Despite the ubiquity of helical membrane proteins in nature and their pharmacological importance, the mechanisms guiding their folding remain unclear. We performed kinetic folding and unfolding experiments on 69 mutants (engineered every 2-3 residues throughout the 178-residue transmembrane domain) of GlpG, a membraneembedded rhomboid protease from Escherichia coli. The only clustering of significantly positive φ-values occurs at the cytosolic termini of transmembrane helices 1 and 2, which we identify as a compact nucleus. The three loops flanking these helices show a preponderance of negative φ-values, which are sometimes taken to be indicative of nonnative interactions in the transition state. Mutations in transmembrane helices 3-6 yielded predominantly φ-values near zero, indicating that this part of the protein has denaturedstate-level structure in the transition state. We propose that loops 1-3 undergo conformational rearrangements to position the folding nucleus correctly, which then drives folding of the rest of the domain. A compact N-terminal nucleus is consistent with the vectorial nature of cotranslational membrane insertion found in vivo. The origin of the interactions in the transition state that lead to a large number of negative φ-values remains to be elucidated.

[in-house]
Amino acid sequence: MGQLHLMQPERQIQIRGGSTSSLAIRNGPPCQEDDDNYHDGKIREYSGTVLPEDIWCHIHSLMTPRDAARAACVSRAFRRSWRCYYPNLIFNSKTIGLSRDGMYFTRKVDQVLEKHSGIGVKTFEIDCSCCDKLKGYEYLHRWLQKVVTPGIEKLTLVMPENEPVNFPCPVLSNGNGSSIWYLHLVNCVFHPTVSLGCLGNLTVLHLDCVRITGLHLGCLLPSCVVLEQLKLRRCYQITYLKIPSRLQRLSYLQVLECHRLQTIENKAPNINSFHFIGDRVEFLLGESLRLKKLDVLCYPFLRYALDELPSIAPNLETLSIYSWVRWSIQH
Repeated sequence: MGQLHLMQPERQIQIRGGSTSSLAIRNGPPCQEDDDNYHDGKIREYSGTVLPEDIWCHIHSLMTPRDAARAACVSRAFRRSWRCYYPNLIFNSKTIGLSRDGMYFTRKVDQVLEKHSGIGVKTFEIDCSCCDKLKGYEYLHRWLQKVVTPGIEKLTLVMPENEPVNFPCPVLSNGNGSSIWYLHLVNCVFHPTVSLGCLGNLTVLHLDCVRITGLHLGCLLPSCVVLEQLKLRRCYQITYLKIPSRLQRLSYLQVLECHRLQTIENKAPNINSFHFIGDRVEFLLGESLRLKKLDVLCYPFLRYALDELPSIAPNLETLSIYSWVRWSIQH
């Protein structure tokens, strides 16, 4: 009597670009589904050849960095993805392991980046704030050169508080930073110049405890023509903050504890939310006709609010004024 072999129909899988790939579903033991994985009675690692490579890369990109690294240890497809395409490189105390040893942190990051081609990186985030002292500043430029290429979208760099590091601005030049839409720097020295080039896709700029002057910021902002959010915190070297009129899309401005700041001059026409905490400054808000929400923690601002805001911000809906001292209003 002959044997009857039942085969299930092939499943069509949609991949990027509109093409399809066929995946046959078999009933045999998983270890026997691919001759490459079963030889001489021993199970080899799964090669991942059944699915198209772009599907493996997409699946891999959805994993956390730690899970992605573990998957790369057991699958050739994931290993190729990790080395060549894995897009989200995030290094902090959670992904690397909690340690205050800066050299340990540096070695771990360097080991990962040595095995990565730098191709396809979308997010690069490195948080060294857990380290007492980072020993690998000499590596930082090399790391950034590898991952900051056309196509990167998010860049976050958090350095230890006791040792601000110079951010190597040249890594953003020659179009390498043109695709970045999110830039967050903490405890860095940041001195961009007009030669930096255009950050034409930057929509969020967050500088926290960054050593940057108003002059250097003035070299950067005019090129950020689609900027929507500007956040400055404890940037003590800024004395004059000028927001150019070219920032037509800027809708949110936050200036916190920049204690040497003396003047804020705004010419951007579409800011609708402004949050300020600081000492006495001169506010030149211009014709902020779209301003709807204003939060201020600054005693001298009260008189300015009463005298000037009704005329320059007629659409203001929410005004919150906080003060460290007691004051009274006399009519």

|Original language||English (US)|
|Number of pages||6|
|Journal||Proceedings of the National Academy of Sciences of the United States of America|
|State||Published - Jun 30 2015|
- Membrane protein
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